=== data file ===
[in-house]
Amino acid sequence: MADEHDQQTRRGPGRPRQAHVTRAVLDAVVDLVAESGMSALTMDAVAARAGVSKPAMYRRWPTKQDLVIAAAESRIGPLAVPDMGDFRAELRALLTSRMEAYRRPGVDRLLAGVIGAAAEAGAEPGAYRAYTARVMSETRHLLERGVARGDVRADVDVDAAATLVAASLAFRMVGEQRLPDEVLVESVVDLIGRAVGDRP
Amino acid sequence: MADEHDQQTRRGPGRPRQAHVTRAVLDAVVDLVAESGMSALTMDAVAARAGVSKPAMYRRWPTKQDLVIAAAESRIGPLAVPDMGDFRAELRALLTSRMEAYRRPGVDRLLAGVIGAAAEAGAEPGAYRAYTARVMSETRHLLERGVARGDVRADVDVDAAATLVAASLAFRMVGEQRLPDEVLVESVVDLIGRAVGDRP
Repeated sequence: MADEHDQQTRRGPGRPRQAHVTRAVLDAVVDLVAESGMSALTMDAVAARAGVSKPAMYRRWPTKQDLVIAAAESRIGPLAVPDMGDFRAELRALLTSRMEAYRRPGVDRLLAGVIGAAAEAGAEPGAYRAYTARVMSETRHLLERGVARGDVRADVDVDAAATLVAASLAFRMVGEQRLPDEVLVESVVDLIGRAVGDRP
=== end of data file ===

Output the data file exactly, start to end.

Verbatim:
[in-house]
Amino acid sequence: MADEHDQQTRRGPGRPRQAHVTRAVLDAVVDLVAESGMSALTMDAVAARAGVSKPAMYRRWPTKQDLVIAAAESRIGPLAVPDMGDFRAELRALLTSRMEAYRRPGVDRLLAGVIGAAAEAGAEPGAYRAYTARVMSETRHLLERGVARGDVRADVDVDAAATLVAASLAFRMVGEQRLPDEVLVESVVDLIGRAVGDRP
Amino acid sequence: MADEHDQQTRRGPGRPRQAHVTRAVLDAVVDLVAESGMSALTMDAVAARAGVSKPAMYRRWPTKQDLVIAAAESRIGPLAVPDMGDFRAELRALLTSRMEAYRRPGVDRLLAGVIGAAAEAGAEPGAYRAYTARVMSETRHLLERGVARGDVRADVDVDAAATLVAASLAFRMVGEQRLPDEVLVESVVDLIGRAVGDRP
Repeated sequence: MADEHDQQTRRGPGRPRQAHVTRAVLDAVVDLVAESGMSALTMDAVAARAGVSKPAMYRRWPTKQDLVIAAAESRIGPLAVPDMGDFRAELRALLTSRMEAYRRPGVDRLLAGVIGAAAEAGAEPGAYRAYTARVMSETRHLLERGVARGDVRADVDVDAAATLVAASLAFRMVGEQRLPDEVLVESVVDLIGRAVGDRP